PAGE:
John Deere celebrates 75 years of self-propelled harvesters
The transformation of the cropping industry brought about by self-propelled combine harvesters is being celebrated as John Deere marks 75 years since the first production of self-propelled machines and 10 years on from the iconic S Series reaching Australian farms.
To pay tribute to this special occasion, John Deere went in search of historic harvesters and found Bellata producer Bruce Kirkby, whose family has farmed Koiwon, an hour north of Narrabri in New South Wales, since 1923.
Mr Kirkby, who runs the property alongside wife Nicky and children Georgia and Boston, rolled out a S690 Combine to harvest 2183ha of wheat produced at the 7500ha mixed enterprise operation — a trusted work partner the business has used since 2012.
However, also in the machinery shed is a John Deere No.55 Combine, believed to be among the first batch of self-propelled harvesters to reach Australian shores.
“It came direct from the Philippines in a crate and just missed the harvest. To my knowledge, it arrived here in 1951. It had clearly been a rice harvester as it was fitted with rice tyres, which are still on it to this day,” Mr Kirkby said.
“We have a black and white photo of my dad, Kenneth, driving it. It would have been considered state-of-the art equipment when it arrived.”
Manufactured at John Deere’s Harvest Works Factory in 1946, the No.55 came equipped with a 45-bushel grain tank and made its mark as the first harvester to feature the operator’s station at the top and centre position, which offered improved balance and a quieter ride due to the introduction of the engine’s location at the rear of the machine.
To mark John Deere’s diamond jubilee milestone of self-propelled harvesters, all harvesters manufactured in 2022 will be branded with a special 75-year anniversary badge.
Mr Kirkby estimates his machine has completed 10 years of service, harvesting about 120ha to 150ha of wheat as the property was, at that time, predominately a sheep station.
“In those days people thought you couldn’t grow wheat on black soil, which was believed, until someone did it,” he said.
Over the years the care of the No.55 Combine has been a priority, because the important place it held in farming history was always understood by Bruce. It is a foundation piece of equipment which is waiting to be fully restored, in a collection that has grown to about 50 John Deere machines secured from across the country.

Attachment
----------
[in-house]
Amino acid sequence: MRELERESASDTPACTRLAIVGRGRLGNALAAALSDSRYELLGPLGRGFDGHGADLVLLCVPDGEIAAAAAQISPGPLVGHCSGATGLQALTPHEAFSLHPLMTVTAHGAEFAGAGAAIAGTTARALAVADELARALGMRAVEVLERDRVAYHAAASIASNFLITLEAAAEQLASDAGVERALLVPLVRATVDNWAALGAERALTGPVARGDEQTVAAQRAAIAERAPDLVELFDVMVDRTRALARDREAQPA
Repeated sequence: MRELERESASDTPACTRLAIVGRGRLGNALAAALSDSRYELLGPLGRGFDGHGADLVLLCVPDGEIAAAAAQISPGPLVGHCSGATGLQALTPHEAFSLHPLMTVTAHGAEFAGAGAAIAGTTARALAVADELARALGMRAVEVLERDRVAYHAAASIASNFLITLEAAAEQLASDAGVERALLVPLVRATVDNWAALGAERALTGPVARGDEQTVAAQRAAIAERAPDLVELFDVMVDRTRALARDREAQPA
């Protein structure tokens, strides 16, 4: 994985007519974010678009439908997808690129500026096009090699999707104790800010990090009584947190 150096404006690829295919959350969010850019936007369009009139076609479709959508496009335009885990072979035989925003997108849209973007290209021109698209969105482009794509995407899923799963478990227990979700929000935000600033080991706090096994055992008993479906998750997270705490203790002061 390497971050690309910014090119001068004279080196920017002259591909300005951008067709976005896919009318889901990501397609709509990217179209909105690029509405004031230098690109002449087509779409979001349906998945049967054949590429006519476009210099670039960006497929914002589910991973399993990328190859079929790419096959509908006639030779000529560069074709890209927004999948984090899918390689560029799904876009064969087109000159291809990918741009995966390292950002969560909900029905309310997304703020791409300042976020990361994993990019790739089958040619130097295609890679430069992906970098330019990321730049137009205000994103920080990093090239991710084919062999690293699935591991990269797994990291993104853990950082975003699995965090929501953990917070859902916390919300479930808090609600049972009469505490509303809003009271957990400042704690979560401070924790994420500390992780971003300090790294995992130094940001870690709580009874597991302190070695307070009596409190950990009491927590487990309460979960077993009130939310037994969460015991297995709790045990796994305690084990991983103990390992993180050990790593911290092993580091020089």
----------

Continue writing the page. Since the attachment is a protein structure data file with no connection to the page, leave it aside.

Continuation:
“For our business, John Deere machinery has been fundamental. We couldn’t farm without it,” Mr Kirkby said.
John Deere Australia and New Zealand managing director Luke Chandler said Australian farmers were swift adopters of self-propelled technology during the late 1940s and early 50s, which transitioned labour-intensive wheat reaping away from tractor-pulled harvesters.
“The introduction of this equipment to the Australian farming landscape was a pivotal point in time for the industry and alluded to what was ahead in terms of new-found productivity gains stemming from machinery and technology,” Mr Chandler said.
“Farming businesses and families, like the Kirkbys, have travelled on this remarkable technological journey with John Deere, which has propelled Australian agriculture to maximise on the unparalleled advantages in productivity and helped build stronger industry resilience.
“Self-propelled harvesters empowered farmers to focus on what’s truly important to them, which is growing the best-quality produce as possible and making the most out of every harvest.”
The launch of the S Series in 2011 marked the introduction of another transformational wave of technology to equip Australian farmers to grow efficiently — this time through an advanced capability to capture and analyse farm data.
“The precision agriculture capability of the S Series, and what it can help farming business achieve, has not stopped evolving since that time and it remains to be one of Australia’s most trusted harvesters,” Mr Chandler said.
This year John Deere again revolutionised harvesting with the launch of the X Series, which has been on a tour of rural Australia this harvest and has capacity to harvest 12ha of wheat per hour while reducing fuel consumption by 20 per cent compared to its S Series predecessor.
“We see this machinery as a game-changing harvest solution for growers, especially considering the challenging harvest we’ve just been through where getting the crop off quickly and efficiently was paramount,” Mr Chandler said.
“The X Series brings a new level of capacity to the Australian market and already we have seen an eagerness from farmers to adopt this technology.”
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